Weekly Update: My periwinkle heels were killer this week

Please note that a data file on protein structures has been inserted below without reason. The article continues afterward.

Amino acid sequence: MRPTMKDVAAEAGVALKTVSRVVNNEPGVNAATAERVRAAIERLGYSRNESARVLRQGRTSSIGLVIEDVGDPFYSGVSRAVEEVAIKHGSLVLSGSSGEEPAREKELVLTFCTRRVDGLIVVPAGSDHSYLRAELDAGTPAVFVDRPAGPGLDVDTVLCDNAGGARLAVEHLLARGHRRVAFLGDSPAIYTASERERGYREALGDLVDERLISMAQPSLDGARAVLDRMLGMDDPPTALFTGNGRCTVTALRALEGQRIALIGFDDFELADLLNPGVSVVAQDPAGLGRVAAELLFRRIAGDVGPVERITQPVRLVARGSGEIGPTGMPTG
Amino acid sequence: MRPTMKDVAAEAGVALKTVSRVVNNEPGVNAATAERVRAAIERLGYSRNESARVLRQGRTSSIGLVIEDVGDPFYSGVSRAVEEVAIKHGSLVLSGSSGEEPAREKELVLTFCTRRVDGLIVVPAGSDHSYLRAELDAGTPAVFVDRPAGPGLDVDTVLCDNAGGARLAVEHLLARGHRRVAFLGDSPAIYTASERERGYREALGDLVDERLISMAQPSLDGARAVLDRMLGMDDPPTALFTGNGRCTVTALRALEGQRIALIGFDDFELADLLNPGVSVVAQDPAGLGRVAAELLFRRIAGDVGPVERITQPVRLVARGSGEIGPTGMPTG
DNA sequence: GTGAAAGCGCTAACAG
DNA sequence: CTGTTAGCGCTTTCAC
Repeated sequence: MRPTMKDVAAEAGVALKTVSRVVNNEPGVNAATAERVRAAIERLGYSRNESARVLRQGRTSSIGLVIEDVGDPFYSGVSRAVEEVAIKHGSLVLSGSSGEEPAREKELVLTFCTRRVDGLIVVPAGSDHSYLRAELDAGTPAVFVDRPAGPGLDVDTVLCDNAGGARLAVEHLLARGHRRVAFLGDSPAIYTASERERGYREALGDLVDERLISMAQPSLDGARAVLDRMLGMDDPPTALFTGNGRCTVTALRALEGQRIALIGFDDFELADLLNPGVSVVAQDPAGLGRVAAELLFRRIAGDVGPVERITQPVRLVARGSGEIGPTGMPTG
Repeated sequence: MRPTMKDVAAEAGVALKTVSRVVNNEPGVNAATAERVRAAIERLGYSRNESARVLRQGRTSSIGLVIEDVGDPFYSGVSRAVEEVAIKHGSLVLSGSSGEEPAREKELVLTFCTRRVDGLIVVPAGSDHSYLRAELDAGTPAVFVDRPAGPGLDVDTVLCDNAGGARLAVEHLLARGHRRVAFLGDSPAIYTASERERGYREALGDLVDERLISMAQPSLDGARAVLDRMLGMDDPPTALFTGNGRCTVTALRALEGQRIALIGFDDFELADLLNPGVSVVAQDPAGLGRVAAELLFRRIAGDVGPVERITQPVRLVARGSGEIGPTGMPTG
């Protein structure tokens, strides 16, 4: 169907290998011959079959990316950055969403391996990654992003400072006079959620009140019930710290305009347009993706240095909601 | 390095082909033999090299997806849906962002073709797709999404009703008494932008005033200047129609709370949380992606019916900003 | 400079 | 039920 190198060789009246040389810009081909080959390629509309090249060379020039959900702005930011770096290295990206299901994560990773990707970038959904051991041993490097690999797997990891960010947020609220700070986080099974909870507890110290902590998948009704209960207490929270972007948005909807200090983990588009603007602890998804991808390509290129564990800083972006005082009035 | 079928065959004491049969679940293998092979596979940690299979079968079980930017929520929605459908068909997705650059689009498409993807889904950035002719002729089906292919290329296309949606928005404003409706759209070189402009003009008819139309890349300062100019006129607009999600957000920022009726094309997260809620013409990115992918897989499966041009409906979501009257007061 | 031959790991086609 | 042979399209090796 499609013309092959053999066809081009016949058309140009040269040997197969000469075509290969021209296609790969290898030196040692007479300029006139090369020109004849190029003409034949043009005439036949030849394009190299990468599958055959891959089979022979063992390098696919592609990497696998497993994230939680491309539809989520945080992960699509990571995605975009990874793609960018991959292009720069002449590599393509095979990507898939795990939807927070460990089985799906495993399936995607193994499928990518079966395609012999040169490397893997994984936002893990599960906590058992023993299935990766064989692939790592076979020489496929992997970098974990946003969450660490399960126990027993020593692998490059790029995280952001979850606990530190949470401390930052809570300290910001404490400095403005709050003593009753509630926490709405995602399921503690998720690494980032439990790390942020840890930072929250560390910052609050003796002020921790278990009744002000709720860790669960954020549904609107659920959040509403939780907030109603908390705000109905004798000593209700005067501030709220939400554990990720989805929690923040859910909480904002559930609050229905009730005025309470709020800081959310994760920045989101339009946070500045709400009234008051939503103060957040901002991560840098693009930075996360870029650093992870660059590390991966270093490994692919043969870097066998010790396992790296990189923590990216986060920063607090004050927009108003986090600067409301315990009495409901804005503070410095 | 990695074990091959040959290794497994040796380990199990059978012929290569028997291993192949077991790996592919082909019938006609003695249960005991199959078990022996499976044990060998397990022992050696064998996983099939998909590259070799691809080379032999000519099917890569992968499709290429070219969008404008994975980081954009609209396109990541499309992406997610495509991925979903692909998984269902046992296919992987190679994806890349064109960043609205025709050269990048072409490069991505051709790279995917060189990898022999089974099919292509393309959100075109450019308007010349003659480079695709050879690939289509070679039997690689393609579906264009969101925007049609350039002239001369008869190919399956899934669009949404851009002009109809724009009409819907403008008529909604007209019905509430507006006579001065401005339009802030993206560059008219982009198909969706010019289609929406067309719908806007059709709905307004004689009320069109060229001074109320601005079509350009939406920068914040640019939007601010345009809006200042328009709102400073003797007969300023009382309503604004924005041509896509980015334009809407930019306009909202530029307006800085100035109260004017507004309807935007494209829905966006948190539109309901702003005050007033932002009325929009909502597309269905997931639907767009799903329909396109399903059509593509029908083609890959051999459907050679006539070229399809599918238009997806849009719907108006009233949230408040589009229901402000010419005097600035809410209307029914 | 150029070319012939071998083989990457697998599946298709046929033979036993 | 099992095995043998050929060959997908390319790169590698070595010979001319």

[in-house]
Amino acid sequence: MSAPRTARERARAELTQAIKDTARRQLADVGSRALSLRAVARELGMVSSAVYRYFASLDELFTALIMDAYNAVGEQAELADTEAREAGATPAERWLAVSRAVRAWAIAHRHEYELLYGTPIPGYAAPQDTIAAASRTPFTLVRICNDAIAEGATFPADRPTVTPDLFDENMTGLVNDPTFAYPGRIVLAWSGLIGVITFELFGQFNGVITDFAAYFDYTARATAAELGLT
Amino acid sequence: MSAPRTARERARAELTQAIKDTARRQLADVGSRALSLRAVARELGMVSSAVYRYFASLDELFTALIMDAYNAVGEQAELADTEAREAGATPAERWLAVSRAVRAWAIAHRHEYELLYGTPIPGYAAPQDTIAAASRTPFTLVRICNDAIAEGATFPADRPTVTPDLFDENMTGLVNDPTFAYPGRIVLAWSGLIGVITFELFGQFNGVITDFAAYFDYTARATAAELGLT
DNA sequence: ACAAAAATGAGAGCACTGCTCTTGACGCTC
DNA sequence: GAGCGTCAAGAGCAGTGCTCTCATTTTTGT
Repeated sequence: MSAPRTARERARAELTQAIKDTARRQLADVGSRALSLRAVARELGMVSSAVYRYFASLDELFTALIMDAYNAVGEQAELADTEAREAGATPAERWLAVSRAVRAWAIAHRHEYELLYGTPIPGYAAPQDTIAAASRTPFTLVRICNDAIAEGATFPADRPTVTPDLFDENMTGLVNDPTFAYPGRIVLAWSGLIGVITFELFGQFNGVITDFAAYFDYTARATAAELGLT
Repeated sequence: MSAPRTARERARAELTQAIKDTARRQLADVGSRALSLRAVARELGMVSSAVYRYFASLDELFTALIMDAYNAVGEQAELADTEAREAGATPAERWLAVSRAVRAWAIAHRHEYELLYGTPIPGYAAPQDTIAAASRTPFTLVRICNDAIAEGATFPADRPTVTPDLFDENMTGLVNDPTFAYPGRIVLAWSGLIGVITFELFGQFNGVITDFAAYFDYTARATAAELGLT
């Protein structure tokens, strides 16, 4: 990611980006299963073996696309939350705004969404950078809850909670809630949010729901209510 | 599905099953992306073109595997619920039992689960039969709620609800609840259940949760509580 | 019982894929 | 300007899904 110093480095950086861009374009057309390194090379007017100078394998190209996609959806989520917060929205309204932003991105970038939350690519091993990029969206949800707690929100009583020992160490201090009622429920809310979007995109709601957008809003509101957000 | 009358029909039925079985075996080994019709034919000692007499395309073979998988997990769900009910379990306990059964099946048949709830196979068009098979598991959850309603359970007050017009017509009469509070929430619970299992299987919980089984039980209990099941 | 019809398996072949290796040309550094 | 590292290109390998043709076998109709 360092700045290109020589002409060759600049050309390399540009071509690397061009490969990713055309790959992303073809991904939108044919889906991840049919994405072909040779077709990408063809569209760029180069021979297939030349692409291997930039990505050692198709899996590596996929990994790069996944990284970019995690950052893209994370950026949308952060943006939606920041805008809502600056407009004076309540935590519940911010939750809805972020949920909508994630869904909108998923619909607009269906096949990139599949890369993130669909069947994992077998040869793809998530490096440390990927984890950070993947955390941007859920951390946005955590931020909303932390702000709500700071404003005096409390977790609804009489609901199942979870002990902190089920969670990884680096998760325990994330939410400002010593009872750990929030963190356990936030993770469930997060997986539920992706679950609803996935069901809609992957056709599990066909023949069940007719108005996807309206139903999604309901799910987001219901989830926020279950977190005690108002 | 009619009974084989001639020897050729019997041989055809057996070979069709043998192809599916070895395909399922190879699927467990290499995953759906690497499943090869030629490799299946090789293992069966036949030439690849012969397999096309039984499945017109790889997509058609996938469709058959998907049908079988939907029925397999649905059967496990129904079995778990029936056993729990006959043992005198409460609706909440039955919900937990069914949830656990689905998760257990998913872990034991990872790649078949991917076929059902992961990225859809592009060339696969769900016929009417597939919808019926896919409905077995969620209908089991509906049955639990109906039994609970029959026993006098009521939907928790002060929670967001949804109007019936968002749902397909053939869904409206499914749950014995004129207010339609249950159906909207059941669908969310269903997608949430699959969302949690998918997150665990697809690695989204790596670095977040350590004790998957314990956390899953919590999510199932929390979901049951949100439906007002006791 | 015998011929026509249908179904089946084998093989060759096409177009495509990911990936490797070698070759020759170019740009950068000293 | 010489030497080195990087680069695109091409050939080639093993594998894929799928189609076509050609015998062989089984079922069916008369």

The S&P 500’s narrow range over the past 1½ months has frustrated many, but equities actually are performing extremely well considering what’s happening in the bond market and broader economy. The yield on the 10-year Treasury is flirting with 2.2%, continuing its recent retracement to where it stood just a few days after November’s election. The yield curve has flattened even more; it’s back to where it pretty much was on Election Day. The risk-off move has come amid slippage across a range of hard economic data. The Citigroup Economic Surprise Index hit 6.6 this week, down from 57.9 in just 30 days, and the Atlanta Fed is projecting next week’s first take on Q1 GDP growth to come in at a miserly 0.5%. All of this is feeding talk that the “Trump trade’’ has played out, with many indicators suggesting post-election optimism has largely unwound. AAII investor sentiment, for example, has plunged to the bottom 20% of its readings over the past decade. Some believe these developments might pressure the Fed to remain on hold. But is that really such a bad thing? Every recession since 1950 was precipitated by a Fed that tightened too much, not too little. During a Chicago visit this week, an advisor responding to my suggestion that the longer-term outlook is one of slow growth with mild recessions/recoveries based purely on high debt and aging demographics, asked: “What’s so bad about slow growth without booms and busts?” Amen! There’s a big difference between slower and recession, and there’s nothing to suggest the latter will arrive anytime soon. This week’s Beige Book showed all 12 Fed districts reporting the economy growing at a moderate to modest pace.